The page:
The fluted V-peg is based on the “normal” V-shaped peg, but it is wider and fluted. This tent peg is therefore ideally suited for sandy soils or meadows. Because it is not so easy to pull out of the ground because of its corrugation. The fluted herring is also a great option in strong winds or storms.

Fluted V-peg

Advantages of Corrugated Herring:

  • Very good for sand and meadows
  • Difficult to pull out of the ground
  • Good for storm bands

Disadvantages of Corrugated Herring:

  • Not suitable for stony soils
  • Care should be taken again with the material


Buying guide tent pegs: Y-profile & snow pegs

Cross-section of the Y-profile peg

The cross-section of the Y-profile peg is a kind of half star. Because the Y-peg has a third strut compared to the V-peg. This makes the Y-peg into an all-rounder that is suitable for almost all floors with the exception of rock.

From then on, the Y-peg is mostly made of aluminum, which promises little weight. Nevertheless, the Y-profile is considered very stable and twist-proof.

Y-profile tent peg

Advantages Herring with Y-profile:

  • All-rounder for (almost) all floors
  • Usually very light (aluminum)

Disadvantages of Herring with Y-profile:

  • Sometimes quite long
  • Not suitable for rock


Snow herring

The snow herring or snow fish is specially designed for snow (as well as sand). It is half-round (U-shape), extra-wide (3 to 5 cm) and extra-long (25 to 50 cm) – and has holes.

On the one hand, these serve to save weight. Second, to give the snow ring more support. Because the compressed snow freezes in the holes, which makes the anchoring more stable.

Snow herring

Advantages of Snow Herring:

  • Ideal for snow
  • Can also be used as a T-anchor

Disadvantages of snow herring:

  • Extremely large


T-shaped peg

The T-shaped peg actually looks like a T at the top. This shape makes the herring extremely impact-resistant and virtually indestructible. T-pegs are mostly made of steel. Its size of up to 40 cm and its material make it damn heavy (up to 300 g each).

Accordingly, pegs with a T-profile are more for campers and not an option for trekkers.

T-shaped Peg

Advantages Herring with T-profile:

  • Extremely impact-resistant
  • Practically indestructible
  • Suitable for almost all floors

Disadvantages of Herring with T-profile:

  • Sometimes very long
  • Sometimes very heavy
  • Not suitable for trekkers


Practical tip: find out beforehand

Now you’re probably asking which herring is the right one for your next camping or hiking tour? If you don’t know the conditions – in other words: the floors – you should use Y-pegs. A few rock nails are also good in the mountains.

However, if you know the conditions, you will of course pack the appropriate tent pegs.

But sometimes you also have to improvise. You may not even be able to cope with rock pegs in the mountains. Then trees, rocks or boulders have to be used to brace your tent.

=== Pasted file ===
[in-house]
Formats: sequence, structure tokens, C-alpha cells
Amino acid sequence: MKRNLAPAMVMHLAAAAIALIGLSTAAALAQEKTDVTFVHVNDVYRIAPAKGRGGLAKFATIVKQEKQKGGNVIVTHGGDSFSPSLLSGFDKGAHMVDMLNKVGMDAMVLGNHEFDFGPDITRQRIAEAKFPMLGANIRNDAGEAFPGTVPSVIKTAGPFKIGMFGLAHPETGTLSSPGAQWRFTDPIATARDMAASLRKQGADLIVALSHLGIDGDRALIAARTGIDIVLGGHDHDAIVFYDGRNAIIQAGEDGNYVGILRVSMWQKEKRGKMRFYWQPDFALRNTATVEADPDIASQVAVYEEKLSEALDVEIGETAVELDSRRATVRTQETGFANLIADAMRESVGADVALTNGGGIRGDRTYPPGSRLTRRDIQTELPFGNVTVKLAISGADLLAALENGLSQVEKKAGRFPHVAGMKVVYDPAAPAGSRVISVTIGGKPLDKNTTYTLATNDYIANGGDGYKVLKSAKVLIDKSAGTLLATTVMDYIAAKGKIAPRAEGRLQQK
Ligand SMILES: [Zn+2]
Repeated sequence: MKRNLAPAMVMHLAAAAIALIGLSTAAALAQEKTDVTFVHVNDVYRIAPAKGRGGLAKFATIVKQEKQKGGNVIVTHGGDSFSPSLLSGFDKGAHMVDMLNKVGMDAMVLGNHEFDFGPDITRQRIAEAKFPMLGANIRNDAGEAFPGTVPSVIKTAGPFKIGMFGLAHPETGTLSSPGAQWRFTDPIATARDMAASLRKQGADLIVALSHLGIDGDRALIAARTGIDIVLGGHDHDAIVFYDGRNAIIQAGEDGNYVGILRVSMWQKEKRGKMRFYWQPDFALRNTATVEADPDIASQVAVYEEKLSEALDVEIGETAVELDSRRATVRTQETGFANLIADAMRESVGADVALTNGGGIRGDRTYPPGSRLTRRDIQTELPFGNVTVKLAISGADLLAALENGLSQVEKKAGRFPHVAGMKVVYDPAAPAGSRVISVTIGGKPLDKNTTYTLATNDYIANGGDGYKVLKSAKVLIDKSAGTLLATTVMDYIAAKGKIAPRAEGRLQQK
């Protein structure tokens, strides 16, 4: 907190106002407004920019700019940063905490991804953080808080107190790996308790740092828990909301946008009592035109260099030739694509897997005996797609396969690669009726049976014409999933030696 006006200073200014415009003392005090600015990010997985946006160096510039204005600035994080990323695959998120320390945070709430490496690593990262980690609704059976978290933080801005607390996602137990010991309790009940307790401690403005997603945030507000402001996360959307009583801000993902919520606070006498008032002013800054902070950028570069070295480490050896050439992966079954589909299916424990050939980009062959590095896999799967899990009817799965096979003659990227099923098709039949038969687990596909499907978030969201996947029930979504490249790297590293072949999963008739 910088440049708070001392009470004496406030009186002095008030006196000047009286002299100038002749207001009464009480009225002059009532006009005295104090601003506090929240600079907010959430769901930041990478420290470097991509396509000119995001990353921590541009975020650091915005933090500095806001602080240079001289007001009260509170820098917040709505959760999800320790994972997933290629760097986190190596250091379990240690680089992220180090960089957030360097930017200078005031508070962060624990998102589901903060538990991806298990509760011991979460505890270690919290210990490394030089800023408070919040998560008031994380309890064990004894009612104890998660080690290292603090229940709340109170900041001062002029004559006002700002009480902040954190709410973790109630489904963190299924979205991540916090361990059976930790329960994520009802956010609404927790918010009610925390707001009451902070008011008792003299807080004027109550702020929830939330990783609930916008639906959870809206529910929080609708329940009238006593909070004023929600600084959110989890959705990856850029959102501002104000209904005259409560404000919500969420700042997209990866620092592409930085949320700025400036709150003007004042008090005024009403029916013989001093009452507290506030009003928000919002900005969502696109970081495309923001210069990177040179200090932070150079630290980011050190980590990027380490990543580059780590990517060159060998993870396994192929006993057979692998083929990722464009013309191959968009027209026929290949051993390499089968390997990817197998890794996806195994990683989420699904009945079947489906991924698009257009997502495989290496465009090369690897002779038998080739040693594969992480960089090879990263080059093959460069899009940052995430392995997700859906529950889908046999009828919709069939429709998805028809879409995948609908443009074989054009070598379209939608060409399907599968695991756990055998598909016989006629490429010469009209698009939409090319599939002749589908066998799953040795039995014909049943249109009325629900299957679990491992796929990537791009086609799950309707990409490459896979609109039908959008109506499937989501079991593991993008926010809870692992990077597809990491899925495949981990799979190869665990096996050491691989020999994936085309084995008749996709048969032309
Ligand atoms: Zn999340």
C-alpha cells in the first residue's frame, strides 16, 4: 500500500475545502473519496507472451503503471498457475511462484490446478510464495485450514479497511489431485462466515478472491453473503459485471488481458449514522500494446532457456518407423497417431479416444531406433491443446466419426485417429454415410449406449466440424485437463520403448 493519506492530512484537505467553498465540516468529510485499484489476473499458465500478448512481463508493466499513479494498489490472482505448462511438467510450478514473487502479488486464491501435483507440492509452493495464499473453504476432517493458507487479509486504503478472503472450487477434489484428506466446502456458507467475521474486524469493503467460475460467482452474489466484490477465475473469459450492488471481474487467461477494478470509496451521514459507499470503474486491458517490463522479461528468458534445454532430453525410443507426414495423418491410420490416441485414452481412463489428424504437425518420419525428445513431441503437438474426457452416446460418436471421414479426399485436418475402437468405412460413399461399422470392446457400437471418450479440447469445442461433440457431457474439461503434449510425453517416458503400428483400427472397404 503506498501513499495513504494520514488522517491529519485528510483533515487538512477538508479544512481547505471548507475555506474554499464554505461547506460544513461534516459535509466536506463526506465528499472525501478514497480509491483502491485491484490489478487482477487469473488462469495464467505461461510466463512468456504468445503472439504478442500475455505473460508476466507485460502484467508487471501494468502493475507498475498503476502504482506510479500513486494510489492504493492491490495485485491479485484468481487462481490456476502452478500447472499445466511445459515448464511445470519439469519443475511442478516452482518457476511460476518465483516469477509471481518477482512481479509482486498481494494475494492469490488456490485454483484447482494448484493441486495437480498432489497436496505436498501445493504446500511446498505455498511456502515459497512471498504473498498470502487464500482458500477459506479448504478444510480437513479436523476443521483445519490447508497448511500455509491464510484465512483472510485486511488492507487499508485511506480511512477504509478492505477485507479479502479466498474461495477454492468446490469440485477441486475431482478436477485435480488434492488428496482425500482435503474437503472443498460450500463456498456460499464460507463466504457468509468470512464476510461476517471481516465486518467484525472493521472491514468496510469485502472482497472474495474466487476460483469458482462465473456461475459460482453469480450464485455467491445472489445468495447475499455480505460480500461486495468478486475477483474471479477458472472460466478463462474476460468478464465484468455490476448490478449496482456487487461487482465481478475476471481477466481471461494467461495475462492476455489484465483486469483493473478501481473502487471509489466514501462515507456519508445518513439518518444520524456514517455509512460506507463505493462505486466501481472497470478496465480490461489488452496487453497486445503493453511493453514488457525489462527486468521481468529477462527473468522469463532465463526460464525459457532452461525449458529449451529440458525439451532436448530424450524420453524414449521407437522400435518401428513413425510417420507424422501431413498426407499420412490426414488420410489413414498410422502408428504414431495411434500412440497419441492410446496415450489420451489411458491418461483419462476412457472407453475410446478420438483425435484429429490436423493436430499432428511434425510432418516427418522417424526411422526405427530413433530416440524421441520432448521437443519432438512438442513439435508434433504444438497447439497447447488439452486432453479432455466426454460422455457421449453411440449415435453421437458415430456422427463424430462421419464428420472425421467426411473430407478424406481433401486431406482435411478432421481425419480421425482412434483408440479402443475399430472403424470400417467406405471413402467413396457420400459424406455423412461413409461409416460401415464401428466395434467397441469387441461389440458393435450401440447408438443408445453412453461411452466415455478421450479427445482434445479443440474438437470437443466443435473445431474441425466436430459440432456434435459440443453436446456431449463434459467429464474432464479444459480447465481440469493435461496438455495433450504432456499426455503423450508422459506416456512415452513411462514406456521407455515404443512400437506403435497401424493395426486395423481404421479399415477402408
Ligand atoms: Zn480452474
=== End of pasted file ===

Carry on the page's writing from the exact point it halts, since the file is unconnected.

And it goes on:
In the snow, T-anchors are again an option, i.e. pegs dug crosswise. The holes in the snow peg prove to be practical here because a cord with a carabiner is often attached to the central one. So you can countersink the snow herring as a T-anchor.

Another tip: You don’t have to buy a set of every herring now. Instead, you’ll find sets that contain different pegs including a practical tent hammer, peg jack and guy ropes.

How to use the pegs properly!

Finally, a few tips apply for the correct use of the pegs are always good. Because the best tent pegs will not do you any good if you set them incorrectly.

So how are you doing right? So…

45 degrees

The most important rule is, do not sink the pegs vertically into the ground. But at an angle of 45 degrees, at which the sunken end points to the tent. In this way, the pegs hold optimally in the ground and therefore keep your tent stable.

Tent seam

Tent seam also set the pegs so that the guy ropes line up with the tent seam. This is how you prevent creases in the tent.

Tenting hammer

By the way, a tenting hammer is good to help here. These are also equipped with a peg puller at the lower end. So you can easily pull the pegs out of the ground again.

100 percent

Sink the pegs 100 percent, i.e. completely. First, you avoid nasty stumbling blocks at night. Second, pegs with a hook on the top will no longer rotate like this.


If you want to anchor a (free-standing) dome tent optimally, brace it crosswise. So first one corner, then the opposite. This is how you distribute the tension evenly. In the case of a (not free-standing) tunnel tent, you first tension the rear end, then the front, and finally the middle.

You generally unfasten zippers in a criss-cross pattern. This is how you keep them tension-free. So you can open it without any problems and, above all, close it again.

Why tent pegs are so good?

By the way: pegs are good for a few other and quite practical things when trekking and camping. For example…


Sunk you around a little fire, have a few pegs in a circle you have a prima Cooking for pot or pan.

Peg puller

If one of the pegs has a hook or a hole, you can use it as a peg puller for other pegs.


You can also open coconuts with a herring and a tent hammer. Or a bottle of wine.


Pegs are primarily used to secure the tent while camping or hiking. After all, this should (and must) be stable in the wind or even storms. When not in use, you can use a couple of tent pegs for other purposes. So storing a stable set of tent pegs is always a good idea.

Do you have any other ideas? Then post a comment!